The last secret of the Great Alexander: where did two thousand Macedonian ships go?Pictolic
By the age of 30, Alexander, the son of King Philip of Macedon, had become the ruler of a vast empire from Greece to India. Even during his lifetime, his contemporaries called him the Great, and the Egyptian priests recognized him as the incarnation of the god Ammon. Alexander did not wear his nickname for nothing. The king dreamed of more and sought to conquer the western Mediterranean, which would make him the ruler of the entire then Oikumene.
The main enemy of the Macedonians in the West was to be Carthage, for the war with which Alexander built two thousand ships. However, the king's plans were not destined to come true. On June 13, 323 BC, Alexander died at the age of 32. Hundreds of years later, historians are still arguing about where the huge fleet disappeared, which, on the orders of the king, set out from the harbor of Babylon on a campaign, but never came anywhere.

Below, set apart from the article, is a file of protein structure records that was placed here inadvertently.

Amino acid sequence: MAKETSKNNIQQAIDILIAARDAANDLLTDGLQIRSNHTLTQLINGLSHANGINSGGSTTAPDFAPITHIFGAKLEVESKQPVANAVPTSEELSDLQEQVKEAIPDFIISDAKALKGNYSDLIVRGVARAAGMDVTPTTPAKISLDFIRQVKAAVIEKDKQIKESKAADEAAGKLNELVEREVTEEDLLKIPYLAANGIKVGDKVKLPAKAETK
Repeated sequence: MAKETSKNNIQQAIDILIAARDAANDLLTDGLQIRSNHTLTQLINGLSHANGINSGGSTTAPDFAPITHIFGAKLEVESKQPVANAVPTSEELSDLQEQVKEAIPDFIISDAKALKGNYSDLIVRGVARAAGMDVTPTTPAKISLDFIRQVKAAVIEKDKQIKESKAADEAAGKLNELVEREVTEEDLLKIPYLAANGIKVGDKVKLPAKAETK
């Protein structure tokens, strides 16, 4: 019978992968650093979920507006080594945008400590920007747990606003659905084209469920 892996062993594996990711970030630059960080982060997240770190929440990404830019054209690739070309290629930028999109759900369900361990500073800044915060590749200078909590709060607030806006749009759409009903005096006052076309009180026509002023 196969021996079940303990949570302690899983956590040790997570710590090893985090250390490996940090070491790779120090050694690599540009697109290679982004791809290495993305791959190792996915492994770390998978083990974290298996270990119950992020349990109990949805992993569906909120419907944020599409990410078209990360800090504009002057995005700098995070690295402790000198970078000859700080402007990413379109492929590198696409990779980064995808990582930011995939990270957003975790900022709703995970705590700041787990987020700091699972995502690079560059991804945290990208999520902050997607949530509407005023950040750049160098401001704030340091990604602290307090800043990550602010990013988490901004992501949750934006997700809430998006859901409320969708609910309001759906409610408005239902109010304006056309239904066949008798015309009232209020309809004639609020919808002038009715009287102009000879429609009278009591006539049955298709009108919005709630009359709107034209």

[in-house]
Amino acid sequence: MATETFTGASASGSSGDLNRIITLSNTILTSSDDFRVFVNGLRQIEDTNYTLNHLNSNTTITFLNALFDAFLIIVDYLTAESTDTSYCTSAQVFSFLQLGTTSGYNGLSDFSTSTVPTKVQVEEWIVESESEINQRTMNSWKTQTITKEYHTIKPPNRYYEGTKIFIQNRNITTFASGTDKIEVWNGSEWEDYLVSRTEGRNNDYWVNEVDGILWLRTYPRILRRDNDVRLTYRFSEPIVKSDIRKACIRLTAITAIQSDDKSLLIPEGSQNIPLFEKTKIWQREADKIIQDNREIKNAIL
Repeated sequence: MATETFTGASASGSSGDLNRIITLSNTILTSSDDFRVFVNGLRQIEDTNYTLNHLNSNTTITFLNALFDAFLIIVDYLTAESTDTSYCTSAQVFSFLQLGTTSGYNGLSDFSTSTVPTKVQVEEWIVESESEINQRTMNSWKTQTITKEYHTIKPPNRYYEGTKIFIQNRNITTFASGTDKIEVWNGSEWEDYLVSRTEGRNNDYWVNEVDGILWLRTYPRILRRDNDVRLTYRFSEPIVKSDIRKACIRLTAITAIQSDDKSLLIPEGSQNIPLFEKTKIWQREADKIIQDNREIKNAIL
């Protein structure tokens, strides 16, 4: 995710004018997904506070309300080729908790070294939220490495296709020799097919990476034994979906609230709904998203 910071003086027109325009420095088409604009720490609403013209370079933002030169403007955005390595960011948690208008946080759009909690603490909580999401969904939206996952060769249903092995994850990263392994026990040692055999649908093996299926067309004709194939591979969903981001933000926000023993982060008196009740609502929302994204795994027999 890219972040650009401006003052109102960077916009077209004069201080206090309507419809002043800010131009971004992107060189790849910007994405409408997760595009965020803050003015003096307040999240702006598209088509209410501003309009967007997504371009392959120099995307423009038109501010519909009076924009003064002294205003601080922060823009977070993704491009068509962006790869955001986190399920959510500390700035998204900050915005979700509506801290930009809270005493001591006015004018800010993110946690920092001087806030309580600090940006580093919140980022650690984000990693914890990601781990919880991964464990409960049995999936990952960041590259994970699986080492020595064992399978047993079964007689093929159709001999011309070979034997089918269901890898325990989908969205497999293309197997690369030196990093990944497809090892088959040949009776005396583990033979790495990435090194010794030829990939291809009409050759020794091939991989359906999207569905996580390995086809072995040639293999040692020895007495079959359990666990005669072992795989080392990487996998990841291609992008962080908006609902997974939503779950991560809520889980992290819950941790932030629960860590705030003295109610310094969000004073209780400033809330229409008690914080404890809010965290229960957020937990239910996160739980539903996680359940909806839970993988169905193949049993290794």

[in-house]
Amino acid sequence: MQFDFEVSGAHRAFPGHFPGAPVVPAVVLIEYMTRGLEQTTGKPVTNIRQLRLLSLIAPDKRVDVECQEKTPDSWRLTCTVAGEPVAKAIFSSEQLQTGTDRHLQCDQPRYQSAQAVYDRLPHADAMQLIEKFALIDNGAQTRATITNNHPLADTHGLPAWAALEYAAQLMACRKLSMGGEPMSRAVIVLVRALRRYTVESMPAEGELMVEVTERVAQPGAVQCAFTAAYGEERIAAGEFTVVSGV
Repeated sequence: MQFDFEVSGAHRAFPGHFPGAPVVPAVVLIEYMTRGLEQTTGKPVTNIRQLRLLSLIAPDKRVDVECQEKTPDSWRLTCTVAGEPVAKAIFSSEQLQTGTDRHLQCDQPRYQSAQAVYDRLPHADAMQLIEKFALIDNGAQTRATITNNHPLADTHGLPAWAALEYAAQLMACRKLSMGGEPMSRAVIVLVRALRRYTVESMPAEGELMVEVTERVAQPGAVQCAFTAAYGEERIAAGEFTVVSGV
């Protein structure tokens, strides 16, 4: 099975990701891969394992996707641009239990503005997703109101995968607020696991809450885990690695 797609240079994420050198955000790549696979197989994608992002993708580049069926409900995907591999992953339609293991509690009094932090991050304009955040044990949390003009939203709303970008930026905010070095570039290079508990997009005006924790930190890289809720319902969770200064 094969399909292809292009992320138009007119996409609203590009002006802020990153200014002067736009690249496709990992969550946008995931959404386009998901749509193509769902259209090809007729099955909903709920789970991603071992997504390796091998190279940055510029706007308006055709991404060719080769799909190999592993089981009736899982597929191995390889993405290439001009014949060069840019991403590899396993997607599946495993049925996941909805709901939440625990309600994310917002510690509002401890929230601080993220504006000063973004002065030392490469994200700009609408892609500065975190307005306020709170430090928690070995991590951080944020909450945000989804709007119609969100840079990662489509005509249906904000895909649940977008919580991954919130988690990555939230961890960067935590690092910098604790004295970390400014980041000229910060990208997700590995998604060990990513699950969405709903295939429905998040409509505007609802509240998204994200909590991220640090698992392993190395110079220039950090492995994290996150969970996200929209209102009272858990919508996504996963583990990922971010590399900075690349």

Portrait of Alexander the Great from a fresco created around 330 BC.
The ancient Greek historian Arrian wrote that the king set his fleet the task: to circumnavigate Arabia, Numidia, through the Pillars of Hercules (the Strait of Gibraltar) to enter the The Mediterranean Sea and strike Carthage from the East, while it attacks from the West. A victory over such a strong opponent would have made Alexander the true king of the entire known world.
Modern reconstruction of the Alexander the Great Trier
The fleet consisted of 80 military thirty-oared triers and 1,900 supply freighters carrying food, water, equipment, horses, and warriors. Each trier had 170 rowers and 30 armed Hoplite warriors. Alexander appointed Admiral Nearchus, who was a close associate of the tsar and his childhood friend, as the commander of the fleet. He was famous for his rare courage, coolness and skill as a navigator.